Our price: $13.95
Studies show that when you cultivate your preschooler’s social-emotional skills, it can result in not only less aggression and anxiety on your child’s part, but your child will become a better social problem solver. The best way to start is by naming feelings. These colorful, illustrative Feelings Flashcards depicting 40 different emotions make it easy.
Each large, sturdy card has two opposing feelings — for example, brave on one side and scared on the other. When preschoolers learn how to use language to express their feelings, they are laying a foundation for future success in emotional intelligence.
Feelings Flashcards have rounded edges and store easily in a beautifully decorated, hinged box.
From the Publisher:
Todd Parr makes understanding feelings fun with these 20 sturdy flash cards featuring 40 different emotions. Each card shows two opposite feelings, one on each side, rendered in words and lively pictures. Kids will learn what it means to feel silly and serious, calm and nervous, brave and scared, and more.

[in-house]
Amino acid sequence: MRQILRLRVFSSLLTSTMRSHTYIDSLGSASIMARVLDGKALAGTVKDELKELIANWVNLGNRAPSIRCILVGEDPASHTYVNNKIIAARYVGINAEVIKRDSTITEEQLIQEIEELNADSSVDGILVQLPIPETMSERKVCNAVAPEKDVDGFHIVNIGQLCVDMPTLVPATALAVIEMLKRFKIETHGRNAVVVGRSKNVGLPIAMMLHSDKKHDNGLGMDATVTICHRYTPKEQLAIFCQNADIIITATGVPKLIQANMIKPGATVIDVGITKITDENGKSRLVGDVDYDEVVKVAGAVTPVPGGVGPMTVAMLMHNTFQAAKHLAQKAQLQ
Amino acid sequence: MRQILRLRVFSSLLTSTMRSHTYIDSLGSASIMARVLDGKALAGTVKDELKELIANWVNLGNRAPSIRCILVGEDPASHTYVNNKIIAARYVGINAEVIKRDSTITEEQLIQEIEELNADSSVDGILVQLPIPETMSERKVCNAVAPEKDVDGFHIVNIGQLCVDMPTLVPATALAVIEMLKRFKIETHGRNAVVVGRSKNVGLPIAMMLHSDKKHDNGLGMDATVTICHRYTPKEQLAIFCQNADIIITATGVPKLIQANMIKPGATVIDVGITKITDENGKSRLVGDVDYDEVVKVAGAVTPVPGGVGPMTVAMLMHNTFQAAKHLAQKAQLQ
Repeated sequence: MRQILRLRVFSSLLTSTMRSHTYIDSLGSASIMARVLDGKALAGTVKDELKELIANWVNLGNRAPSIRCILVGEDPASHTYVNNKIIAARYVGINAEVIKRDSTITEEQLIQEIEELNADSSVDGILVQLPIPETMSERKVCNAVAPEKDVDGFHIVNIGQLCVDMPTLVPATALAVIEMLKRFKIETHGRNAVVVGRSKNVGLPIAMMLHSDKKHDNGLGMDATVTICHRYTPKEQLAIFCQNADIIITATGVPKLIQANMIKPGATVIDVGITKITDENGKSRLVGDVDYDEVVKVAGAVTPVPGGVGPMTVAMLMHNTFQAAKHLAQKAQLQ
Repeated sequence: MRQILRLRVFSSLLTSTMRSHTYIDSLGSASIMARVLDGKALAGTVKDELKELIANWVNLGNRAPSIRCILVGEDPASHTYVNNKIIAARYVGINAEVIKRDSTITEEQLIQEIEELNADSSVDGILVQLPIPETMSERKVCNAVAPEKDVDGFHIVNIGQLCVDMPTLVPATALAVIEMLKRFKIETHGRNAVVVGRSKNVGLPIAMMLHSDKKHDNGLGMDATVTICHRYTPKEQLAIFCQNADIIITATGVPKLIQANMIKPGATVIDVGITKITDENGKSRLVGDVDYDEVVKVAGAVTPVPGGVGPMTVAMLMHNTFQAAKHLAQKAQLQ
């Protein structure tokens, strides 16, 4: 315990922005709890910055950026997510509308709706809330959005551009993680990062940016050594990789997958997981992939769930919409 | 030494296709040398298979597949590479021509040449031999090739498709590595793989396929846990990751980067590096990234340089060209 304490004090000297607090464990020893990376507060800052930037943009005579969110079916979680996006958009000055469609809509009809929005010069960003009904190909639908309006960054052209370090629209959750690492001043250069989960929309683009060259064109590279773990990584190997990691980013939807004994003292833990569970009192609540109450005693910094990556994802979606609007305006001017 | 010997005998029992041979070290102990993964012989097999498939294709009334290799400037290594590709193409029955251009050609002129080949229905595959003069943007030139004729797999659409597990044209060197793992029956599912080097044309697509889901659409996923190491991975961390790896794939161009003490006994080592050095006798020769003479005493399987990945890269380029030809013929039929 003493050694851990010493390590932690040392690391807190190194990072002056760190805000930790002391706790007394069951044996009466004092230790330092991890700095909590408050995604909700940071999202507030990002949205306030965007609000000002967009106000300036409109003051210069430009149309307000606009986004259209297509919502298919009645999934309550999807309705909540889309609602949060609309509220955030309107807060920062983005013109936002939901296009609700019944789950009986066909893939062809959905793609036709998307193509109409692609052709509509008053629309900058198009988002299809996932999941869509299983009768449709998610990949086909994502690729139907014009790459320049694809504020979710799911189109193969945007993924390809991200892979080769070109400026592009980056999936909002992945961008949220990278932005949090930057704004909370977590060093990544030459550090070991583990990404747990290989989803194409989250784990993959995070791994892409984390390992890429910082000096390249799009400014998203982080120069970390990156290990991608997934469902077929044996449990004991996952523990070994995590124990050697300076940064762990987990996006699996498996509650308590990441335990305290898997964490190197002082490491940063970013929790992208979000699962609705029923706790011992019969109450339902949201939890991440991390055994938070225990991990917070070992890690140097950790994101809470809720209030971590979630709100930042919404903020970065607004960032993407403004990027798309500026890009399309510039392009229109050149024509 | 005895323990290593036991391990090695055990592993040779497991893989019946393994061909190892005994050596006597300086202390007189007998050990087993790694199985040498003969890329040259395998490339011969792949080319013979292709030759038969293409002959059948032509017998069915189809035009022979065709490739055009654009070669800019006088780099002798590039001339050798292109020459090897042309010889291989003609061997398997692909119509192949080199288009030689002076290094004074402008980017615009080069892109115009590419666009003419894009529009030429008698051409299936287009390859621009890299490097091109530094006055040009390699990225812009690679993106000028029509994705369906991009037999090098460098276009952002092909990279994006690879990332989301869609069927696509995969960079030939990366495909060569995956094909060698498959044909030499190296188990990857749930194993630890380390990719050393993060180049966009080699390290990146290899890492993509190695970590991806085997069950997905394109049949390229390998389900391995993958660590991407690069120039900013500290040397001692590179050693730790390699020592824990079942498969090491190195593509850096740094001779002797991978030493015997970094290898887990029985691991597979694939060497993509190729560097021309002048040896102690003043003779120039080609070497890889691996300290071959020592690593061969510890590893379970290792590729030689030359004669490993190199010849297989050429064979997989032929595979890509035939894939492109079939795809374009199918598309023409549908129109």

Size: 5-1/2 x 6-7/8 x 1-1/2 in
Publisher: Chronicle Books
Format: 20 cards, full-color throughout, box with hinged lid
Publication: August 2010
review by The Learning Momma
”These flashcards are super fun and colorful. Each flashcard has a feeling on each side, almost always antonyms of one another such as “bored/busy.” They give so much to discuss and explore with each card.”Read the Review
The flashcards are nice, thick, and double sided.
We love the bright colors and especially the rounded edges.
My 2 year old loves to open/close the box and to flip through all the cards.
It does seem to help with distinguishing feelings.
These are a perfect tool for our curriculum this year and for where my 3 year old is at developmentally. Social-emotional learning is something we have been focusing on and these cards are so helpful for expanding on that. Love the illustrations too! Great colors.
I wasn’t sure about these because I didn’t really like the pictures and colors, but my kids really like them. It especially helped my two year old learn emotions. They are quite sturdy, almost like little boards, so she could easily pick them up and look at them herself before bringing them to me to go through together.
I love these cards. So do my kids. They randomly pull them out to talk about feelings. And ask about them. And talk about them. Anything that becomes a kid led discussion on recognizing feelings is a win in my book.
My daughter loved these cards she always wanted to play with them and would bust through a whole set because she had so much fun see the silly pictures. She’s still learning what all the words mean but it keeps her interested so it’s okay.